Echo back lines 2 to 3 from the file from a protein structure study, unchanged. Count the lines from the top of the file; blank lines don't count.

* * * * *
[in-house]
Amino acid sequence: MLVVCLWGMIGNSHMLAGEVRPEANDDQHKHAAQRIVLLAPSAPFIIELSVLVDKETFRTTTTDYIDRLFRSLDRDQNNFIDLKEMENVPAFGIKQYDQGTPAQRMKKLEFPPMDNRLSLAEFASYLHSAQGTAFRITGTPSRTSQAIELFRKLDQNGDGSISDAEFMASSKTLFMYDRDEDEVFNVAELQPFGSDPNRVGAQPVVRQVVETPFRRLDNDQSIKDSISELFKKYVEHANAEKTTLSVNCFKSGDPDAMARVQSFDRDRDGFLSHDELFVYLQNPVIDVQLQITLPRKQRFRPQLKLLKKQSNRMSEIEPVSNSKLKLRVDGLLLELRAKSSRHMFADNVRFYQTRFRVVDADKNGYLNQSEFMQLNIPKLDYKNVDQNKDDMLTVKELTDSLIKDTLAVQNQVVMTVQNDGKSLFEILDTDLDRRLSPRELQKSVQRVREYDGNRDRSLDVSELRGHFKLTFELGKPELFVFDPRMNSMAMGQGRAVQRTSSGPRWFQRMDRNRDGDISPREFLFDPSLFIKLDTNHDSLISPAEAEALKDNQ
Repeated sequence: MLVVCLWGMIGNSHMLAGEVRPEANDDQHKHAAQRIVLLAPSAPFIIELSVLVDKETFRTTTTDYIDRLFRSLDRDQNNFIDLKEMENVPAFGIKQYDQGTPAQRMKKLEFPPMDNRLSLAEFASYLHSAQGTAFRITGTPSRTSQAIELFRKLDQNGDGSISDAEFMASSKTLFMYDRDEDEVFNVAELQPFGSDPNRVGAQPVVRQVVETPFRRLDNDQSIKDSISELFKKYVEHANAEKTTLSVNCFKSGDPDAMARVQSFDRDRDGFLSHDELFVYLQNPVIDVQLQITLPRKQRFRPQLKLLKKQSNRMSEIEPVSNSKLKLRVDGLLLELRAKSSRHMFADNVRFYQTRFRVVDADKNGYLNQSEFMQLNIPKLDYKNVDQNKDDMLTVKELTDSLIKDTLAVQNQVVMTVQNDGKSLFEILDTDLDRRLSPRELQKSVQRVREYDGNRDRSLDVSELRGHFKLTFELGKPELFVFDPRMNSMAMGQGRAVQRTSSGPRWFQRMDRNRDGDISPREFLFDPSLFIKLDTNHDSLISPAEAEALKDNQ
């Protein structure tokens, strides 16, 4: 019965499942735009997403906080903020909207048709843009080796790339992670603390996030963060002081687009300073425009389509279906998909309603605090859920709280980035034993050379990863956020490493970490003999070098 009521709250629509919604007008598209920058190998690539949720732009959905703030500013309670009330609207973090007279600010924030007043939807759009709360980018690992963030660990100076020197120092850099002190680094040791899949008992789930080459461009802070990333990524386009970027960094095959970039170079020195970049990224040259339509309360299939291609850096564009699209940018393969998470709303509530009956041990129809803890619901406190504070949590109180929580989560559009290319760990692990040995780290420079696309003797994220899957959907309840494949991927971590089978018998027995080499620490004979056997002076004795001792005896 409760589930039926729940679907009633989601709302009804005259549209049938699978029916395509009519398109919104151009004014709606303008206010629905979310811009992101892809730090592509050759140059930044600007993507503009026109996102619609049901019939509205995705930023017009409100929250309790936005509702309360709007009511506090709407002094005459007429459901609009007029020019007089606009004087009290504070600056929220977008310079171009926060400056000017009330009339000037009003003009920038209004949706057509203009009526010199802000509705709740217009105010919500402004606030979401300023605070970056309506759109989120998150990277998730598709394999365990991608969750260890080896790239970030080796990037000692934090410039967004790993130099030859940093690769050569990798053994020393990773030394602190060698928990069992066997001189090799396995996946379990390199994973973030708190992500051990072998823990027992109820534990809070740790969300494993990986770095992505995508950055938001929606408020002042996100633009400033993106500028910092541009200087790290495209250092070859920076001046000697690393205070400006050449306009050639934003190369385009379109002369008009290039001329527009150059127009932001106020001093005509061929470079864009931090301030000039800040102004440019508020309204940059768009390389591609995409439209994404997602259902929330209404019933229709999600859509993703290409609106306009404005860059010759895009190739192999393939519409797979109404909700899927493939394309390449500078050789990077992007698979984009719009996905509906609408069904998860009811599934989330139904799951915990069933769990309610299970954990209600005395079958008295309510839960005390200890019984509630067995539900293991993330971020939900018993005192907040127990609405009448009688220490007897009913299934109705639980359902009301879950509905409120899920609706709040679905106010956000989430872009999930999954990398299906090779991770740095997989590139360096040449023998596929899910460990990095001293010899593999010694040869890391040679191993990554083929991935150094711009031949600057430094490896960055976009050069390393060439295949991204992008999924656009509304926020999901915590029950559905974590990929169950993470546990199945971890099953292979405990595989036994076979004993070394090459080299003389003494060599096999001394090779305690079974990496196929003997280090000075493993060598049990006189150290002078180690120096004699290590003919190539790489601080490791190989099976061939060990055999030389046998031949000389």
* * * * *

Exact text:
Amino acid sequence: MLVVCLWGMIGNSHMLAGEVRPEANDDQHKHAAQRIVLLAPSAPFIIELSVLVDKETFRTTTTDYIDRLFRSLDRDQNNFIDLKEMENVPAFGIKQYDQGTPAQRMKKLEFPPMDNRLSLAEFASYLHSAQGTAFRITGTPSRTSQAIELFRKLDQNGDGSISDAEFMASSKTLFMYDRDEDEVFNVAELQPFGSDPNRVGAQPVVRQVVETPFRRLDNDQSIKDSISELFKKYVEHANAEKTTLSVNCFKSGDPDAMARVQSFDRDRDGFLSHDELFVYLQNPVIDVQLQITLPRKQRFRPQLKLLKKQSNRMSEIEPVSNSKLKLRVDGLLLELRAKSSRHMFADNVRFYQTRFRVVDADKNGYLNQSEFMQLNIPKLDYKNVDQNKDDMLTVKELTDSLIKDTLAVQNQVVMTVQNDGKSLFEILDTDLDRRLSPRELQKSVQRVREYDGNRDRSLDVSELRGHFKLTFELGKPELFVFDPRMNSMAMGQGRAVQRTSSGPRWFQRMDRNRDGDISPREFLFDPSLFIKLDTNHDSLISPAEAEALKDNQ
Repeated sequence: MLVVCLWGMIGNSHMLAGEVRPEANDDQHKHAAQRIVLLAPSAPFIIELSVLVDKETFRTTTTDYIDRLFRSLDRDQNNFIDLKEMENVPAFGIKQYDQGTPAQRMKKLEFPPMDNRLSLAEFASYLHSAQGTAFRITGTPSRTSQAIELFRKLDQNGDGSISDAEFMASSKTLFMYDRDEDEVFNVAELQPFGSDPNRVGAQPVVRQVVETPFRRLDNDQSIKDSISELFKKYVEHANAEKTTLSVNCFKSGDPDAMARVQSFDRDRDGFLSHDELFVYLQNPVIDVQLQITLPRKQRFRPQLKLLKKQSNRMSEIEPVSNSKLKLRVDGLLLELRAKSSRHMFADNVRFYQTRFRVVDADKNGYLNQSEFMQLNIPKLDYKNVDQNKDDMLTVKELTDSLIKDTLAVQNQVVMTVQNDGKSLFEILDTDLDRRLSPRELQKSVQRVREYDGNRDRSLDVSELRGHFKLTFELGKPELFVFDPRMNSMAMGQGRAVQRTSSGPRWFQRMDRNRDGDISPREFLFDPSLFIKLDTNHDSLISPAEAEALKDNQ